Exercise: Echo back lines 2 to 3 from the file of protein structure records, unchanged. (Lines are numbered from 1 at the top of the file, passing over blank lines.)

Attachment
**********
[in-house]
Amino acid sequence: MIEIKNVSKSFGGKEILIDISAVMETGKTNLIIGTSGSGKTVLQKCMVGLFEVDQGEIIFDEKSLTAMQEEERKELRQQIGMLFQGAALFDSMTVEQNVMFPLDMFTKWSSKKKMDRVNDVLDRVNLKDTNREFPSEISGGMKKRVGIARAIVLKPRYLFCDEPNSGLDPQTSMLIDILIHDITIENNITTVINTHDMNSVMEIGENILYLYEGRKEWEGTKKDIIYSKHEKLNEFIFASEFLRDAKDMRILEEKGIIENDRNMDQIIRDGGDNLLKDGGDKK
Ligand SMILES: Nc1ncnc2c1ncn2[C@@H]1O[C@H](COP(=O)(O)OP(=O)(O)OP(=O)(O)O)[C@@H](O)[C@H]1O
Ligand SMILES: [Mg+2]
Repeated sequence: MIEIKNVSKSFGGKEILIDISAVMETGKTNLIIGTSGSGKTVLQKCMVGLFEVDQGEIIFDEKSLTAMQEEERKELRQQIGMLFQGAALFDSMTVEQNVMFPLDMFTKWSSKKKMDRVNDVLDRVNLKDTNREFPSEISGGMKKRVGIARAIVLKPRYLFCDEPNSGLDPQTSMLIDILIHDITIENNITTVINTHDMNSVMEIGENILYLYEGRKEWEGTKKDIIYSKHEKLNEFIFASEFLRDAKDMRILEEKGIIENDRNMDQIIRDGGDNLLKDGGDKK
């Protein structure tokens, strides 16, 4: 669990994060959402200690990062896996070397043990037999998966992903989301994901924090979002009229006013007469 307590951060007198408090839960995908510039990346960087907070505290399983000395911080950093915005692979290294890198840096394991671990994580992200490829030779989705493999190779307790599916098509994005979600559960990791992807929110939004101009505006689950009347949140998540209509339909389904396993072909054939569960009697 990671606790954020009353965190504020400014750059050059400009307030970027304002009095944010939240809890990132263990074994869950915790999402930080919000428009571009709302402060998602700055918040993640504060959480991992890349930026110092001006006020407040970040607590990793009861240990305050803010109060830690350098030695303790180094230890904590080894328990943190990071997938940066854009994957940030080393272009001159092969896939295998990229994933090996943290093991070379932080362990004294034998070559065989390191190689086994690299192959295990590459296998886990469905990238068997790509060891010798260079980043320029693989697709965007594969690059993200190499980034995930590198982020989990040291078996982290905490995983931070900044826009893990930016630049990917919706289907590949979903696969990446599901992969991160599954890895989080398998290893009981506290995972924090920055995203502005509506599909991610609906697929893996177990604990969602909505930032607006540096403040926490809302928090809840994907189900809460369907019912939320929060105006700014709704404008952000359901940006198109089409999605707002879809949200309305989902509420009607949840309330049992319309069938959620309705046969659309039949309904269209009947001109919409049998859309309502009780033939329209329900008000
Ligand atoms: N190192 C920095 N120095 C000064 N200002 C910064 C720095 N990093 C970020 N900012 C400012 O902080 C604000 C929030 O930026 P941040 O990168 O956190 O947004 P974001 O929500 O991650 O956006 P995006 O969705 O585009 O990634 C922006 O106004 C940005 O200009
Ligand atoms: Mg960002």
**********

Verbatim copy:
Amino acid sequence: MIEIKNVSKSFGGKEILIDISAVMETGKTNLIIGTSGSGKTVLQKCMVGLFEVDQGEIIFDEKSLTAMQEEERKELRQQIGMLFQGAALFDSMTVEQNVMFPLDMFTKWSSKKKMDRVNDVLDRVNLKDTNREFPSEISGGMKKRVGIARAIVLKPRYLFCDEPNSGLDPQTSMLIDILIHDITIENNITTVINTHDMNSVMEIGENILYLYEGRKEWEGTKKDIIYSKHEKLNEFIFASEFLRDAKDMRILEEKGIIENDRNMDQIIRDGGDNLLKDGGDKK
Ligand SMILES: Nc1ncnc2c1ncn2[C@@H]1O[C@H](COP(=O)(O)OP(=O)(O)OP(=O)(O)O)[C@@H](O)[C@H]1O